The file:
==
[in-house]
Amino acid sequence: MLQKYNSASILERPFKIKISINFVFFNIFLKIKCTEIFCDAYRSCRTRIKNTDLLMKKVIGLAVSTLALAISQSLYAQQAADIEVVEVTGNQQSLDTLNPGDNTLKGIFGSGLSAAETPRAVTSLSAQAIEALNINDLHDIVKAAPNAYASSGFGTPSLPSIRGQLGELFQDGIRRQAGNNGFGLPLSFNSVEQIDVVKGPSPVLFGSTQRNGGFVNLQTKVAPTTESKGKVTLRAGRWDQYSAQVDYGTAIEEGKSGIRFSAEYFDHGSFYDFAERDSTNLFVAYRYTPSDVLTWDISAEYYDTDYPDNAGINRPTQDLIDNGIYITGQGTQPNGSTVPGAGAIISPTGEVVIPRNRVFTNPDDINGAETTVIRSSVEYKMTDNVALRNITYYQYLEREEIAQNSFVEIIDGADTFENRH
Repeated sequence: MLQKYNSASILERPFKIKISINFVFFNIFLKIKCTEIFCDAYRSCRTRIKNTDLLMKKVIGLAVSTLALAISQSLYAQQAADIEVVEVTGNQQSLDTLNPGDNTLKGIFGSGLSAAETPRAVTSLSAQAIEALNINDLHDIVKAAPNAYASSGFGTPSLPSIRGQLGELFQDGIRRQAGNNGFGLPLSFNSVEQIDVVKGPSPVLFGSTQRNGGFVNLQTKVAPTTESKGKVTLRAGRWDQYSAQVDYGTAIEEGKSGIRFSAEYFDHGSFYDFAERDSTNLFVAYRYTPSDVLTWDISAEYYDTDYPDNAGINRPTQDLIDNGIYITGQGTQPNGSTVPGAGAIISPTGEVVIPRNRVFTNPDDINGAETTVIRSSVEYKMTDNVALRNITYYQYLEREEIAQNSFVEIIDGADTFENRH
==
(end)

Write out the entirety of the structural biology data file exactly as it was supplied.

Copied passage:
[in-house]
Amino acid sequence: MLQKYNSASILERPFKIKISINFVFFNIFLKIKCTEIFCDAYRSCRTRIKNTDLLMKKVIGLAVSTLALAISQSLYAQQAADIEVVEVTGNQQSLDTLNPGDNTLKGIFGSGLSAAETPRAVTSLSAQAIEALNINDLHDIVKAAPNAYASSGFGTPSLPSIRGQLGELFQDGIRRQAGNNGFGLPLSFNSVEQIDVVKGPSPVLFGSTQRNGGFVNLQTKVAPTTESKGKVTLRAGRWDQYSAQVDYGTAIEEGKSGIRFSAEYFDHGSFYDFAERDSTNLFVAYRYTPSDVLTWDISAEYYDTDYPDNAGINRPTQDLIDNGIYITGQGTQPNGSTVPGAGAIISPTGEVVIPRNRVFTNPDDINGAETTVIRSSVEYKMTDNVALRNITYYQYLEREEIAQNSFVEIIDGADTFENRH
Repeated sequence: MLQKYNSASILERPFKIKISINFVFFNIFLKIKCTEIFCDAYRSCRTRIKNTDLLMKKVIGLAVSTLALAISQSLYAQQAADIEVVEVTGNQQSLDTLNPGDNTLKGIFGSGLSAAETPRAVTSLSAQAIEALNINDLHDIVKAAPNAYASSGFGTPSLPSIRGQLGELFQDGIRRQAGNNGFGLPLSFNSVEQIDVVKGPSPVLFGSTQRNGGFVNLQTKVAPTTESKGKVTLRAGRWDQYSAQVDYGTAIEEGKSGIRFSAEYFDHGSFYDFAERDSTNLFVAYRYTPSDVLTWDISAEYYDTDYPDNAGINRPTQDLIDNGIYITGQGTQPNGSTVPGAGAIISPTGEVVIPRNRVFTNPDDINGAETTVIRSSVEYKMTDNVALRNITYYQYLEREEIAQNSFVEIIDGADTFENRH